Series review: Animaniacs
Created by Tom Ruegger
Warner Bros. Animation and Amblin Entertainment
Streaming on Hulu 11.20
In 1993, the same year that Steven Spielberg made us feel like we were seeing real-live dinosaurs for the first time, he also lent his name and considerable clout to what remains his most triumphant foray into television—that fall, we met the Warner Brothers and the Warner Sister (you’d like her if you kissed her).
Animaniacs was without a doubt the most cerebral, zany, imaginative and bizarre thing to hit the world of daytime cartoons in … well, ever. This was a show that had the audacity to do a parody of Apocalypse Now that took place on the set of the infamous, never-released Jerry Lewis bomb The Day The Clown Cried, knowing full well that far less than a fourth of the audience was totally getting it. And yet, the segment was still enjoyable for the little kids who were watching it. But the biggest difference between Animaniacs and The Simpsons, the show that had redefined animation’s place on TV just two years prior, in terms of effect on popular culture is that The Simpsons never stopped running: Ironically, in refusing to go away, it lost its immortality and it became painfully and shamefully irrelevant.
Sometimes it’s true that absence makes the heart grow fonder, and the new 13-episode season of Animaniacs was like watching The Simpsons Movie or The Muppets, the glorious 2011 film, for the first time. It has that same exhilarating feeling, like reconnecting with a very dear old friend. And while you feared you may not have as much in common as you once did, if anything, you treasure them now more than ever and wonder how you got by without them in your life.
In the first segment of episode one, entitled Suspended Animation, Wakko, Yakko and Dot (voiced once again by Jess Harnell, Rob Paulsen and and Tress MacNeill) return to the studio lot after 22 years and have to get up to speed on everything that’s gone on in the world while they were away—and what better what better way to do it than through song? Meanwhile, in Of Mice and Memes, the megalomaniacal mouse Brain, along with his sidekick, Pinky, try to take over the world, this time using a brand new tool that wasn’t at their disposal before: the internet.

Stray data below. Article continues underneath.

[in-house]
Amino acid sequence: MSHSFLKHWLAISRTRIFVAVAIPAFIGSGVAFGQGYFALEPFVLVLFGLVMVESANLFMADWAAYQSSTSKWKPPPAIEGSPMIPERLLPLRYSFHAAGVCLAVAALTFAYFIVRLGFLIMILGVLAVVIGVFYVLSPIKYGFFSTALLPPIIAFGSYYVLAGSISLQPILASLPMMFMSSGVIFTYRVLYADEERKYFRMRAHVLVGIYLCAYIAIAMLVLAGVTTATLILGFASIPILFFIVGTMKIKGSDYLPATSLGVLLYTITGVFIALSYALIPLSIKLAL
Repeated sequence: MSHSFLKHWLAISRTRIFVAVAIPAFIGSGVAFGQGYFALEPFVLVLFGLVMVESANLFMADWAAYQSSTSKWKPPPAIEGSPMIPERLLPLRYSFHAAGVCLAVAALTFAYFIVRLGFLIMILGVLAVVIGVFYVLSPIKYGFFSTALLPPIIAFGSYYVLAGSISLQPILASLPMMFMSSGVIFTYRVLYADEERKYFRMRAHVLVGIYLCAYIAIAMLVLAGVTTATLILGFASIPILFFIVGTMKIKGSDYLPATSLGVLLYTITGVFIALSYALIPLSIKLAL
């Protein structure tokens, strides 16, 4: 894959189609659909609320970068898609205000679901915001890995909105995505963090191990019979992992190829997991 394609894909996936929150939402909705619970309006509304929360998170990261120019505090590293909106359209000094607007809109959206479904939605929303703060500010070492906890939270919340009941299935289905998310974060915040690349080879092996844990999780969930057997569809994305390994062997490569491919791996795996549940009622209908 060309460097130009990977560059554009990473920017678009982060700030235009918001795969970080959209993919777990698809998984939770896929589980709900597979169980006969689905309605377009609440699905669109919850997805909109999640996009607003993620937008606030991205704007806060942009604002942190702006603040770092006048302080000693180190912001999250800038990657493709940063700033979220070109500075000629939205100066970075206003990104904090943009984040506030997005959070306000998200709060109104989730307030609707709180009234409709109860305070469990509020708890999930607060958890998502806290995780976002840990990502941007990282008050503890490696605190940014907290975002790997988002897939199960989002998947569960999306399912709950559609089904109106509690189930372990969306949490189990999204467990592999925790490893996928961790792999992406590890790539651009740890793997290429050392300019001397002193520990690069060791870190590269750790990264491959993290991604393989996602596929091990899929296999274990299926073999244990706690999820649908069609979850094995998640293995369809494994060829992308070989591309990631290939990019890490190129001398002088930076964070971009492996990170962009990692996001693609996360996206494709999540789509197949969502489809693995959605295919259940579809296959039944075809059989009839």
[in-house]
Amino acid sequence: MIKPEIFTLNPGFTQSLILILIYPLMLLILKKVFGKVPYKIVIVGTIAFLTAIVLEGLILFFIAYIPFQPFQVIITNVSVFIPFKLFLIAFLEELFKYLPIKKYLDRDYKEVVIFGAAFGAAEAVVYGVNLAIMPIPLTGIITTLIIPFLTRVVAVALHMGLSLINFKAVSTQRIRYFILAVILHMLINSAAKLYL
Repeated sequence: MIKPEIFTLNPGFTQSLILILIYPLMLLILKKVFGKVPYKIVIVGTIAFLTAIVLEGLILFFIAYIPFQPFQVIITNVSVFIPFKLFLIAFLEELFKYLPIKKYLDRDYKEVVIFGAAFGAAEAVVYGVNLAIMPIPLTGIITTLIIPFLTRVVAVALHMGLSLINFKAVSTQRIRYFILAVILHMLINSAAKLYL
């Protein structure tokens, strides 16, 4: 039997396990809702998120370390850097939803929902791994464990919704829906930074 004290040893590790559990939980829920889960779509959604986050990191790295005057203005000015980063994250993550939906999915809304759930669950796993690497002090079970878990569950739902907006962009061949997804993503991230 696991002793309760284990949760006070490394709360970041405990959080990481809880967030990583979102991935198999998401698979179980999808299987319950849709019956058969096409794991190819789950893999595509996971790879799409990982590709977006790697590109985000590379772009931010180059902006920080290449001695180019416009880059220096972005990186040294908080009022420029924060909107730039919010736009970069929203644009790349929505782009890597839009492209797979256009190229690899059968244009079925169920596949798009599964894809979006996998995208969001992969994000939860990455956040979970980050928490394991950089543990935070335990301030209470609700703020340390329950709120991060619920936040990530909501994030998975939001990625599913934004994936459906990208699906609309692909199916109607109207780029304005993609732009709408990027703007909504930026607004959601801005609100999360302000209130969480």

The Warners are as adorable and clever as I’d hoped for, but it was Pinky and the Brain (Paulsen and the legendary Maurice LaMarche) that had me rolling on the floor. This segment has always been a highlight, so much so that it got its own spinoff series. But the way they’ve managed to not only keep it from feeling stale but even reach new heights of comedic brilliance really caught me by surprise.
Animaniacs has kept the same look, though it’s slicker than ever. The show has been updated to fit the times, primarily in terms of updating the references, but it does also make an effort to be more conscious of equality, in particular a certain emphasis on feminism. Still, they nicely balance any added emphasis on political correctness with making fun of the that emphasis at the same time. Anyone out there who is concerned that the show might get edgier and more vocal in terms of political satire will not be happy to hear that it does exactly that, and it’s filled with enough outraged, derisive—and most of time, very funny—Trump references to make Saturday Night Live jealous. I recognize that some people may take issue with this and feel that entertainment should just be entertainment, but the fact of the matter is that it’s now that show that has changed here. It would be quite preposterous to bring the Warners, especially Yakko, into the political climate of 2020 without them commenting on a world that’s more “totally insaney” than they ever were. It’s like resurrecting the Marx Brothers and expecting Groucho not to rock the boat.
The new showrunner, Wellesley Wild, is a veteran of Family Guy and The Orville. The former gives him all the training he needs in irreverent—but still as kid friendly as ever—animation, and the latter demonstrates that he knows how to recapture the feel of great ’90s television.
The thing that makes or breaks this kind of reboot is awareness of the fact that in many ways, it is aiming for an entirely different audience by aiming for exactly the same one at a new time in their lives. Animaniacs has done this better than I could have hoped for, and it’s nothing less than pure, unfiltered joy. –Patrick Gibbs